- A primary election is a nominating election in which the field of candidates who will run in the general election is chosen. Victory in a primary usually results in a candidate being nominated or endorsed by a political party for the general election.
John McCaine won the primary among Republicans.
**For those of you who thought Obama won the U.S. election, the real action hasn't even
- A general election is an election held to choose among candidates nominated in a primary (or by convention, caucus or petition) for federal, state and/or local office. The purpose of a general election is to make a final choice among the various candidates who have been nominated by parties or who are running as independents (not affiliated with a major political party) or, in some cases, write-in candidates. Measures such as proposed legislation (referendums), bond issues (approving the borrowing of money for public projects) and other mandates on government also can be placed on the ballot.
- In addition, many states provide for special elections, which can be called at any time, to serve a specific purpose, such as filling an unexpected vacancy in an elected office.
What is a convention?
Conventions are meetings sponsored by political parties for members of the party to discuss issues, candidates and campaign strategies. These meetings can last several days.In presidential elections, after state primaries are concluded, each party holds a national convention to formally select the presidential nominee – usually the candidate who secured the support of the most convention delegates, based on victories in primary elections. Typically, the presidential nominee then chooses a running mate to be the party's candidate for vice president.
The Democratic National Convention will be in Denver on August 25-28, 2008.
The Republican National Convention will be in St. Paul, Minnesota, September 1-4, 2008.
What is a caucus?
A caucus is a meeting at the local level in which registered members of a political party in a city, town or county gather to express support for a candidate. For statewide or national offices, those recommendations are combined to determine the state party nominee. Caucuses, unlike conventions, involve many separate meetings held simultaneously at multiple locations. Both the Democratic and Republican parties have their own rules governing caucuses. Those rules vary from state to state.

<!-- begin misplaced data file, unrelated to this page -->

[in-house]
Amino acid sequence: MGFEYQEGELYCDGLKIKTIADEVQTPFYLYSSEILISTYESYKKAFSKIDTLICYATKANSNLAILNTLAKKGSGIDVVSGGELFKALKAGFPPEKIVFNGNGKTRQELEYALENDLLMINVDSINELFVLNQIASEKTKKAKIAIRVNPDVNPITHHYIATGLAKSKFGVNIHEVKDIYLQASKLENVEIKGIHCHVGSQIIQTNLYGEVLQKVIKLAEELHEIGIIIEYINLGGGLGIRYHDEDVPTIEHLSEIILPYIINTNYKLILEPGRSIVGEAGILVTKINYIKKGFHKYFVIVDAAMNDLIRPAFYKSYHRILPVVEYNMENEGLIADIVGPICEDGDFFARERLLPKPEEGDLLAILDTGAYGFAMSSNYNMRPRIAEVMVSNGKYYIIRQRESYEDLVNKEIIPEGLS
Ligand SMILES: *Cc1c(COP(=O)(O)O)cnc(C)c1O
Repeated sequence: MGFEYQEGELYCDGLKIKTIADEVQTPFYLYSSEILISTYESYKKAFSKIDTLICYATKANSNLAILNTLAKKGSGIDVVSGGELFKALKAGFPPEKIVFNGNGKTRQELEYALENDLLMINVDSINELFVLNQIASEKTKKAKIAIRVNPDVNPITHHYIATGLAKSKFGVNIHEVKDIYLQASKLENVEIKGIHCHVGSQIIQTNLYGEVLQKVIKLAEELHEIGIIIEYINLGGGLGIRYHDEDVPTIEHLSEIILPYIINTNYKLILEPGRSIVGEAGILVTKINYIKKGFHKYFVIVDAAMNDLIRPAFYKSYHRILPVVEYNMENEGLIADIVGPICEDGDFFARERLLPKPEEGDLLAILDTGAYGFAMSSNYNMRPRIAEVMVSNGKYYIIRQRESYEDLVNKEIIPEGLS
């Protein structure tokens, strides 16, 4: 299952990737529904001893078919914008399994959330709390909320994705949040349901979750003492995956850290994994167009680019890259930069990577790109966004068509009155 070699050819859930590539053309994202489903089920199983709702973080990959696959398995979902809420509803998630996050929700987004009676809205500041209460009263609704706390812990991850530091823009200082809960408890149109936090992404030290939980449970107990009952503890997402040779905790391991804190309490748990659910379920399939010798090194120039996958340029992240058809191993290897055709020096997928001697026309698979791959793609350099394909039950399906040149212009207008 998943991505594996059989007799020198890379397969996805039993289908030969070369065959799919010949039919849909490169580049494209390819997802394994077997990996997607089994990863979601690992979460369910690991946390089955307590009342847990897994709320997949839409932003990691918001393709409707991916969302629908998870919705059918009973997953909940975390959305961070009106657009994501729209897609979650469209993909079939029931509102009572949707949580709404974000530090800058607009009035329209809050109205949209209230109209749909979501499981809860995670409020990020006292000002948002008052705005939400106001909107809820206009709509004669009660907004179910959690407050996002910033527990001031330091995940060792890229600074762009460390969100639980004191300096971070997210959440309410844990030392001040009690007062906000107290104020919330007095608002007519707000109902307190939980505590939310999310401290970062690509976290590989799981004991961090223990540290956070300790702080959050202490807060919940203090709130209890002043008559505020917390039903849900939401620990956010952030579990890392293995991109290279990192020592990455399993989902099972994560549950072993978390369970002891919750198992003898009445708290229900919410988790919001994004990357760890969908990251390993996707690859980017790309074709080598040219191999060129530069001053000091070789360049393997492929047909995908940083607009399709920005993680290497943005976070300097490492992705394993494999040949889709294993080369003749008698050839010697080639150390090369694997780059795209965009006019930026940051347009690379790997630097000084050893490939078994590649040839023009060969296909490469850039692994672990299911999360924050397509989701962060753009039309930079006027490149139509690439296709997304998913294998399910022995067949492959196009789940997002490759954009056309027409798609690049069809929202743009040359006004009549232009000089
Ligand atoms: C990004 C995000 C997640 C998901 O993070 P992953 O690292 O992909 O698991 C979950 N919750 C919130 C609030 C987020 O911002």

When are general elections held?
They are held on the first Tuesday after the first Monday of November. The 2008 general election will be held on November 4.
What is the Electoral College?
The Electoral College is the group of citizens designated by the states to cast votes for the president and vice president on behalf of state citizens. The process for selecting electors varies from state to state, but usually the political parties nominate electors at state party conventions or by a vote of the party's central committee. The voters in each state, by casting votes for president and vice president, choose the electors on the day of the general election. The Electoral College, not the popular vote, elects the president, but the two votes are tied closely.
How does the Electoral College elect the president?
The Electoral College system gives each state the same number of electoral votes as it has members of Congress. The District of Columbia is allocated 3 electoral votes. There are a total of 538 votes in the Electoral College; a candidate for president must get 270 to win (a simple majority). All but two states have a winner-take-all system, in which the candidate who gets the most popular votes in the state is allocated all of the state's electoral votes.
Let me explain....
popular votes...the vote count of citizens of the state.
electoral votes...no. of representatives from that state in congress...District of Columbia has 3
Now, the candidate winning more popular votes is awarded all the electoral votes of that state i.e. whoever gets more popular votes in D.C. is awarded 3 votes.
All over the country there are 538 electoral votes and 270 are needed for simple majority.
If no presidential candidate wins a majority of electoral votes, the 12th Amendment to the Constitution provides for the presidential election to be decided by the House of Representatives. In such situations, the House selects the president by majority vote, choosing from the three candidates who received the greatest number of electoral votes. Each state would cast one vote.